June 17th, 2008
Submitted by first-time EARS responder Dawn Frary of Iowa City
The flood waters in Cedar Rapids, Iowa, have finally begun to recede, but UAN’s Emergency Animal Rescue Service (EARS) work has only just begun. As a new member of EARS and first-time disaster responder, I didn’t know what to expect coming into the situation. When I arrived on the afternoon of Monday, June 16, I was told that 400 to 500 animals were being housed in the temporary shelter set up on the Kirkwood Community College campus.
Most of that first day was spent assembling crates and cages for the animals we knew would be arriving either later that day or the following day. Tuesday saw some volunteers walking dogs and cleaning their cages, while others attended to the cats and other animals who have been received by the shelter. All the while, people were showing up to both drop off pets they had found and rescued, or to reclaim pets from whom they had been separated. Tuesday was the first day the temporary shelter was open to the public to reclaim their pets, and to witness people being reunited with their pets after several days — some of whom didn’t know if their pets had survived the disaster or not — is what our work here is all about.
Several truckloads of donations from various charities, including PetSmart Charities, had arrived before I did; among the supplies we received were cat and dog food, crates and beds. Members of the community also turned out to donate items, and their response was nearly overwhelming. People showed up with newspapers to be shredded and used as bedding, towels, blankets, pillows, cat and dog food, and pet shampoo. Churches and community organizations also donated meals, snacks and drinks for the volunteers — tables seemed to always be stocked with food for those of us working long, hard days. EARS volunteers were generously given accommodations in the Kirkwood gymnasium, complete with cots donated by the American Red Cross.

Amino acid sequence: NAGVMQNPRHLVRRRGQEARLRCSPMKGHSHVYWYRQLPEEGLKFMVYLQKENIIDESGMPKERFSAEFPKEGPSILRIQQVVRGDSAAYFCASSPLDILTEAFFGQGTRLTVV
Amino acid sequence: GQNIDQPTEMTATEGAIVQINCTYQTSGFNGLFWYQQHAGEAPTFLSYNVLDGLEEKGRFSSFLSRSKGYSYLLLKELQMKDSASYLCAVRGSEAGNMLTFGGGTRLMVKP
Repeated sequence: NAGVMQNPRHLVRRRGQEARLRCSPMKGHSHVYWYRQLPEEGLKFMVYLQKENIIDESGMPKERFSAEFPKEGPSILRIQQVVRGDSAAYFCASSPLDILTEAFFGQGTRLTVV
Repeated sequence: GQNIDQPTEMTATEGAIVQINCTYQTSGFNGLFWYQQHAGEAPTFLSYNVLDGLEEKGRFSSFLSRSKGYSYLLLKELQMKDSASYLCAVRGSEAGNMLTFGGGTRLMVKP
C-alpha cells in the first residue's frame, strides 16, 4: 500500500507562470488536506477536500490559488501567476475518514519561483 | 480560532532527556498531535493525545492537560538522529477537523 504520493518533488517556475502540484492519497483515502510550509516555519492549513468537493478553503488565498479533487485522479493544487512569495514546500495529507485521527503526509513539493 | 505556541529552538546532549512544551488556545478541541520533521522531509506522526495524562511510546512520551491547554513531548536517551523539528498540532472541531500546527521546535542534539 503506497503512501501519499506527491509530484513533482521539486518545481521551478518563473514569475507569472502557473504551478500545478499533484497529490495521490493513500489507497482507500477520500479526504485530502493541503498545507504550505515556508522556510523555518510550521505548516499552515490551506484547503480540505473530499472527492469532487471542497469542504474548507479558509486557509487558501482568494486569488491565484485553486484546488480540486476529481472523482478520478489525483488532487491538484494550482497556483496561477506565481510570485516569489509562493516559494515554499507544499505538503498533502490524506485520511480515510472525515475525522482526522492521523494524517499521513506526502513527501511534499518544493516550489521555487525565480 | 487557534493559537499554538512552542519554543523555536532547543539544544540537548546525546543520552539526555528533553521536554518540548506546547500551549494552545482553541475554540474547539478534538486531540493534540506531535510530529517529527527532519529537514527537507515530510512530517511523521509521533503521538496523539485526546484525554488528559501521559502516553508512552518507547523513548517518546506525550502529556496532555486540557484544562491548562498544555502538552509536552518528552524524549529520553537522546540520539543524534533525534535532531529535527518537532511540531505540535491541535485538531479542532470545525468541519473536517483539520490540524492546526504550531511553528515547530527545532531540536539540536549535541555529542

After a good night’s sleep, we’ll all start tomorrow bright eyed and bushy tailed, ready to lend a hand to the animals who need us!
Photos courtesy Shari Neal and Stephen Malley.